Calculating ROI is one of the biggest hurdles decision-makers face when determining which leadership activities to include in organizational development and training initiatives. Although some metrics are more difficult to quantify than others, approaching leadership development with measurement in mind can help you identify the activities that will offer the best return on investment. When evaluating which leadership activities are the best fit for your organization, consider how each option contributes to the following.
One of the first steps in any type of training is engaging participants. How does the leadership training you are considering compare to your current approach? You can measure and compare engagement by conducting feedback surveys both during and after training events. This is an important metric for training because when participants are not fully engaged, they are less likely to retain new information.
Learning for the Long Term
When you invest in leadership development or any other type of training, you want the new knowledge and skills they’ve acquired to last. This is challenging with all types of individuals because the forgetting curve indicates that people forget most of what they have learned in about a week. However, the rate of learning decay depends heavily on how the information was presented in the first place. For example, an individual might remember only 5 percent of the information delivered at a lecture, compared to 75 percent if they learn by doing, otherwise known as experiential learning. When selecting specific activities, make sure you have a mix of delivery types to promote engagement and therefore, longer-term learning.
Connecting to Real-life Application
Leadership activities that successfully convey the theories behind improving performance provide value, but the best ROI will happen only when those theories are applied in real life. Look for a training approach that includes on-the-job application as a key component. This might come in the form of hands-on training, role-playing, or a debrief of experiential learning activities. Tracking behavior change on the job will help you evaluate whether your organization’s leadership activities are producing the desired results.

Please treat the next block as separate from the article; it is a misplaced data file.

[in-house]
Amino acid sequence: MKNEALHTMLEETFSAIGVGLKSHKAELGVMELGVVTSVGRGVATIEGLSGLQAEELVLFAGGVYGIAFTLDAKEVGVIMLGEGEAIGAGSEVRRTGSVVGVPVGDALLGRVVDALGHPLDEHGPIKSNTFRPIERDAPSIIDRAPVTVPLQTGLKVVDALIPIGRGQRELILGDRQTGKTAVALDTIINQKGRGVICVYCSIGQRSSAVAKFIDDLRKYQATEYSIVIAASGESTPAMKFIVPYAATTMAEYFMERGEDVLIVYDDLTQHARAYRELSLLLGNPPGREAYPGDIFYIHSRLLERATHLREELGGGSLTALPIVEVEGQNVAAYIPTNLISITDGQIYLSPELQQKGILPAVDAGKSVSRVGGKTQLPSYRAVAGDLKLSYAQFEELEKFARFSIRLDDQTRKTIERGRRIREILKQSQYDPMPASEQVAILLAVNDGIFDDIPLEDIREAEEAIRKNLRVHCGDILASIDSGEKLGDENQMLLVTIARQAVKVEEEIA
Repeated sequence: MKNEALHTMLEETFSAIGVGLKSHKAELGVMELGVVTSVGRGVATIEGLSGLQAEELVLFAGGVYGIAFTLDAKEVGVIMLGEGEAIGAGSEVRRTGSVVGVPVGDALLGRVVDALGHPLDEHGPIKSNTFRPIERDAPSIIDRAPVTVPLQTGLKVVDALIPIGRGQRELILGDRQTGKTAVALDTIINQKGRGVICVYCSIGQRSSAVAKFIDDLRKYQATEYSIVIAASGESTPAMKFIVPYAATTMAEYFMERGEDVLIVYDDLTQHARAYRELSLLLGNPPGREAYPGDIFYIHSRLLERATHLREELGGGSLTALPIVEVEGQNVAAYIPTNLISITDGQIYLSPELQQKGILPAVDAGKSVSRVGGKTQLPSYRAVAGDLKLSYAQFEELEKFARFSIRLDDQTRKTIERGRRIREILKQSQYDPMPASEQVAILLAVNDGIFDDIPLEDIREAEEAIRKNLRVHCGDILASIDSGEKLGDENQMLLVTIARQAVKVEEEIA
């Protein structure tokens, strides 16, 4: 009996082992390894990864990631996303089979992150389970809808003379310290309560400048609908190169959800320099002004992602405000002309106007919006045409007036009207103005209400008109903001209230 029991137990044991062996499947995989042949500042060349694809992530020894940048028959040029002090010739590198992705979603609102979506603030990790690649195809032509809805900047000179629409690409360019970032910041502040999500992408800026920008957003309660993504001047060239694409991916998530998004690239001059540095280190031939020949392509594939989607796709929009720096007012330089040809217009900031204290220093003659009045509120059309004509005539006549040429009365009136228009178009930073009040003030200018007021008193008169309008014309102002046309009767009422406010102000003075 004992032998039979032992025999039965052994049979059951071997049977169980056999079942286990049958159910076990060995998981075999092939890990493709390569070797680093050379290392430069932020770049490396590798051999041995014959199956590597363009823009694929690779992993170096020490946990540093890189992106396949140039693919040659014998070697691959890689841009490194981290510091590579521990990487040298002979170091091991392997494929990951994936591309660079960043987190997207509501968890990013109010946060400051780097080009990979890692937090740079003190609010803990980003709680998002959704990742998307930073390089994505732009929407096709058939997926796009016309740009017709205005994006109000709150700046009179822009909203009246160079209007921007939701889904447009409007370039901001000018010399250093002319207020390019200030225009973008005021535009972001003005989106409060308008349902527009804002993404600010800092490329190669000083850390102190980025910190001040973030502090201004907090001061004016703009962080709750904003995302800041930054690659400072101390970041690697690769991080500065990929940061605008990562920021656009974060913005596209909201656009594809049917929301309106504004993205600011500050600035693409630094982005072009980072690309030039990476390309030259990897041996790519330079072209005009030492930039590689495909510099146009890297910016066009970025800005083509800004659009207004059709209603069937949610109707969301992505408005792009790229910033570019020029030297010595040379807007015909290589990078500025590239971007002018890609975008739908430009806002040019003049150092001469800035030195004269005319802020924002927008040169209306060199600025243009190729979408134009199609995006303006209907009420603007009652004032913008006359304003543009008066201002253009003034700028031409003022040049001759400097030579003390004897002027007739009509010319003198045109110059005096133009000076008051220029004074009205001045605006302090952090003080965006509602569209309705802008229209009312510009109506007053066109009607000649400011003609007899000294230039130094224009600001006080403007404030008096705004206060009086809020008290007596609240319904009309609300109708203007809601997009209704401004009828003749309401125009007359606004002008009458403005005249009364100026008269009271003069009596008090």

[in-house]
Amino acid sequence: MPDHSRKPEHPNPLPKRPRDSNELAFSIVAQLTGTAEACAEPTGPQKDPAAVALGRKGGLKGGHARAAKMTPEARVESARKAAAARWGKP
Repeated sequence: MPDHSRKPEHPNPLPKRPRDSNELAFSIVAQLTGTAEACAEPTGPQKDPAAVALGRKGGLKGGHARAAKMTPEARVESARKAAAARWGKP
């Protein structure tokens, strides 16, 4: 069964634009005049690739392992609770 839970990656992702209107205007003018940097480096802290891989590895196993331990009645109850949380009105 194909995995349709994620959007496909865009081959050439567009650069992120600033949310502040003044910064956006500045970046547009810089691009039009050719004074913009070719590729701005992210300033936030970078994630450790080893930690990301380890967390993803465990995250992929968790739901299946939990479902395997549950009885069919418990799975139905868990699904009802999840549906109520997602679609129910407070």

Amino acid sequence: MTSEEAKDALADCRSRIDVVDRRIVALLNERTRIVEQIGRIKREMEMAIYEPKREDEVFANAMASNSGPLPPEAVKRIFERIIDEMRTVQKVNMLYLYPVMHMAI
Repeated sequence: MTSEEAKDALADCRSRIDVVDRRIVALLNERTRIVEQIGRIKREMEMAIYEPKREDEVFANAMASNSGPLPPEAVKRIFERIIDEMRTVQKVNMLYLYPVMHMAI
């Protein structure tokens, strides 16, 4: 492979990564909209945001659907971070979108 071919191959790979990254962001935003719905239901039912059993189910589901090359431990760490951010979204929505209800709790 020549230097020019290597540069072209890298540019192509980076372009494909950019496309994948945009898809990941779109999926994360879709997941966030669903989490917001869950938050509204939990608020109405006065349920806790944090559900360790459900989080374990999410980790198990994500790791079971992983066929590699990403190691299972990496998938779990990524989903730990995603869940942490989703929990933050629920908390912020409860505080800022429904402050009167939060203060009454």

In addition to selecting an information delivery method that promotes better retention, it’s important to reinforce new knowledge in order to combat learning decay. After participating in activities and connecting them to the workplace, implement a measurement and reinforcement plan to encourage participants to retain information and apply their new skills. When individuals know that their performance is being measured, they are more likely to strive to meet clear benchmarks, especially if they have recently learned new skills that will help them achieve those goals.
Impacting the Business
Perhaps the most important metric when determining the ROI of leadership activities is how the business is impacted. The specific objectives you choose to monitor will depend on your organizational goals, but might include:
- Decreasing the number of customer service complaints
- Increasing the productivity of teams
- Improving the efficiency of a specific process
- Decreasing the employee turnover rate
- Improving employee satisfaction
The methods used to calculate ROI will vary depending on the metrics you are measuring and they won’t always appear in terms of dollars and cents. For example, increasing engagement in these activities won’t directly translate to a financial return, but it is a key component of reaching your overall business goals. Regardless of your organizational development goals and the development initiatives you implement to support them, you won’t know whether you have achieved them unless you have a measurement system in place.